Source: Congressional Research Service (via Federation of American Scientists)
The United States and Mexico have a close and complex bilateral relationship as neighbors and partners under the North American Free Trade Agreement (NAFTA). Although security issues have recently dominated the U.S. relationship with Mexico, analysts predict that bilateral relations may shift towards economic matters once President-elect Enrique Peña Nieto takes office. Peña Nieto of the Institutional Revolutionary Party (PRI) defeated leftist Party of the Democratic Revolution (PRD) candidate Andrés Manuel López Obrador and Josefina Vázquez Mota of the conservative National Action Party (PAN) in Mexico’s July 1, 2012, presidential election. As a result, the PRI, which controlled Mexico from 1929 to 2000, will retake the presidency on December 1, 2012. Some analysts have raised concerns regarding the PRI’s corrupt past and impending return to power, but President-elect Peña Nieto has pledged to govern democratically and to forge cross-party alliances.
The outgoing PAN government of Felipe Calderón has pursued an aggressive anticrime strategy and increased security cooperation with the United States. These efforts have helped Mexico arrest or kill record numbers of drug kingpins, but more than 55,000 people have died as a result of organized crime-related violence since December 2006. Mexico’s ongoing security challenges have overshadowed some of the Calderón government’s achievements, including its successful economic stewardship during the global financial crisis and expansion of healthcare coverage.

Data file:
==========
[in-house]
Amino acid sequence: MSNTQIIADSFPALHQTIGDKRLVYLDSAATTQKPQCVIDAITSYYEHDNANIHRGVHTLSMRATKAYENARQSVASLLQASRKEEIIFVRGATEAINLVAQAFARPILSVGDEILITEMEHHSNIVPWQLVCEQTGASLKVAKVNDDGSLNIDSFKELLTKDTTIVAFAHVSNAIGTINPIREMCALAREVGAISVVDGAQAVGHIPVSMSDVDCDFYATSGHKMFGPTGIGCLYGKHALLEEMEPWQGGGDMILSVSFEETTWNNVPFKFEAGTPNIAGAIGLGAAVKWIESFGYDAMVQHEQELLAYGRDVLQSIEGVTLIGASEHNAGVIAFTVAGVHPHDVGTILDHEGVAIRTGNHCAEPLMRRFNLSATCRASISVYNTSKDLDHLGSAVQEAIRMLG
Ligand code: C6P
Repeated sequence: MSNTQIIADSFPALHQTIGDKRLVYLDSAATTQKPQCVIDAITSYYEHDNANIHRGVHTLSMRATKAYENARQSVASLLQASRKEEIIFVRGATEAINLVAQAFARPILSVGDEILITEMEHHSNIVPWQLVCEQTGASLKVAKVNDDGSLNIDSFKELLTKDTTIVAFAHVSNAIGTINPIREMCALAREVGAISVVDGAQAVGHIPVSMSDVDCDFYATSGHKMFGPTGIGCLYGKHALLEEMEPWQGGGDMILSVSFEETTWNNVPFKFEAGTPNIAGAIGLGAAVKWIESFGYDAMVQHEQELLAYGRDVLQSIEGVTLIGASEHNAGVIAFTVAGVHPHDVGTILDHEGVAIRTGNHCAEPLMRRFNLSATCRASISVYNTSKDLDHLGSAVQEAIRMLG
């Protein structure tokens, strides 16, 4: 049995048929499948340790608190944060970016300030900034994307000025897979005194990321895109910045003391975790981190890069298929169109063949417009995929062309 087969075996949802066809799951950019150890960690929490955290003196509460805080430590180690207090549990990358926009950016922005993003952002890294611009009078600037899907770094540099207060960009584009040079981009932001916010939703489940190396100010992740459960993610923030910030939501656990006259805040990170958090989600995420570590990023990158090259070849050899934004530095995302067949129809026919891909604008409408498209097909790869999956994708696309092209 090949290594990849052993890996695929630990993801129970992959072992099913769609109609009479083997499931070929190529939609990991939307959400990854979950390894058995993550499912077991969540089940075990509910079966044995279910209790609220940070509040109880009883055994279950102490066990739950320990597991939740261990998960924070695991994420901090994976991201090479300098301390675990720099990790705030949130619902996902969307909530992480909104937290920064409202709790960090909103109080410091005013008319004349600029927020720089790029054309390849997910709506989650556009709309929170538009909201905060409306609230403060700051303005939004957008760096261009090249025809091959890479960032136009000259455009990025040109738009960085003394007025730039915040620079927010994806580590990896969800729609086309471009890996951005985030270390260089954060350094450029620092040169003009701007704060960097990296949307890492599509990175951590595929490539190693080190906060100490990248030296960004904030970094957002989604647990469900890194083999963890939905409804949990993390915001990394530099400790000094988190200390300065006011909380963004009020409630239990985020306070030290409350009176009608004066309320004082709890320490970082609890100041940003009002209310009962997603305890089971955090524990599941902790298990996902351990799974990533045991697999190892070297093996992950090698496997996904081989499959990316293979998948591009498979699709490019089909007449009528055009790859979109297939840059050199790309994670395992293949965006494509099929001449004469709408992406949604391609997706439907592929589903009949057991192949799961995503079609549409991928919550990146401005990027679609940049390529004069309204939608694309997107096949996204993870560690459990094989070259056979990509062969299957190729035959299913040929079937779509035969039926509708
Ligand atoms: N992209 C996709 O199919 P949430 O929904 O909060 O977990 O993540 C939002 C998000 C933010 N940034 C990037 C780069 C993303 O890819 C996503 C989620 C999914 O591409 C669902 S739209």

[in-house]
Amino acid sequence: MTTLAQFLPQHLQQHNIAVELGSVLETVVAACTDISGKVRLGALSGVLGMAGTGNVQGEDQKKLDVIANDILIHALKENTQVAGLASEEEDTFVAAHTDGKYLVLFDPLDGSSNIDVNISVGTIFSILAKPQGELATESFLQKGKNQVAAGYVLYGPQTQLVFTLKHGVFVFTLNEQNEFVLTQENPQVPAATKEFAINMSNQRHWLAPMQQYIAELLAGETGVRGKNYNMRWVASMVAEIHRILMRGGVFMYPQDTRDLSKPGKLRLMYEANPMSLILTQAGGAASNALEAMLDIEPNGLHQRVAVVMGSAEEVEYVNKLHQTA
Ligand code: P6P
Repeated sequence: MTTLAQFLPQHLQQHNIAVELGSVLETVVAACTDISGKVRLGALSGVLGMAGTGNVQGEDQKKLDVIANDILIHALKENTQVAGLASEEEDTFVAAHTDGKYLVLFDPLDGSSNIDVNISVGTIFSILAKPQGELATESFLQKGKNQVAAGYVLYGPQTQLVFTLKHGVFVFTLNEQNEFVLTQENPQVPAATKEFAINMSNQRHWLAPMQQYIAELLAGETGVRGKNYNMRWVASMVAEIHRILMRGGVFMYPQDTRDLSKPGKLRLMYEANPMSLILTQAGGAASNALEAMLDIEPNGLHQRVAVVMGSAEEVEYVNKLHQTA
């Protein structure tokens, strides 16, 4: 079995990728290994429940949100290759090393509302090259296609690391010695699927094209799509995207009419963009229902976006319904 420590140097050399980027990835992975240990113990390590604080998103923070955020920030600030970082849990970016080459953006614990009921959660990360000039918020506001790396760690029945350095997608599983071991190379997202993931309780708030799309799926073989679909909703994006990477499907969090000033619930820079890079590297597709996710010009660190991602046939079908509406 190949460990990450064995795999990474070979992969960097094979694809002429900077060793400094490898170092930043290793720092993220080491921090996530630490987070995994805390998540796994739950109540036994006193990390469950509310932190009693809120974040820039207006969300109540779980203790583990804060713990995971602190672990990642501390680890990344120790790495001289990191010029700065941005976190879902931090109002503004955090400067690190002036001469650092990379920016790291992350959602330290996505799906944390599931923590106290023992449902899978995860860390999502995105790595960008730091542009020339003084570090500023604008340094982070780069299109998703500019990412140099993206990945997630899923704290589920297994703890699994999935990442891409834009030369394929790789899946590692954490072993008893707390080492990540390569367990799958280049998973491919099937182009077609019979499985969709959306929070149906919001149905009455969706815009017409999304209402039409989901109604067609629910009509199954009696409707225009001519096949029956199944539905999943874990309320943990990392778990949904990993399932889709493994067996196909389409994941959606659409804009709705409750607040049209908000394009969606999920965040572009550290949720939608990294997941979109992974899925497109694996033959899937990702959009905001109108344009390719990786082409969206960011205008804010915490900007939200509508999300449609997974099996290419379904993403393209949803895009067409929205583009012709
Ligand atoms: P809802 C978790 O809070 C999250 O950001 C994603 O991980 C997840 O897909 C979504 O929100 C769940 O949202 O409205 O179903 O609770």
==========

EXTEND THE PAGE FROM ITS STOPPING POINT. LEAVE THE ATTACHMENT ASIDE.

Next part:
In recent years, U.S. policy towards Mexico has been framed by security cooperation under the Mérida Initiative. Congress has provided more than $1.9 billion in Mérida aid since FY2008 to support Mexico’s efforts against drug trafficking and organized crime. Whereas U.S. assistance initially focused on training and equipping Mexican counterdrug forces, it now prioritizes strengthening the rule of law. Along the border, U.S. policymakers have sought to balance security and commercial concerns. The U.S. and Mexican governments resolved a longstanding trade dispute in 2011 involving NAFTA trucking provisions and have sought to improve competitiveness through regulatory cooperation. Bilateral trade surpassed $460 billion in 2011.The February 2012 signing of a Trans-Boundary Hydrocarbons Agreement for managing oil resources in the Gulf of Mexico could create new opportunities for energy cooperation.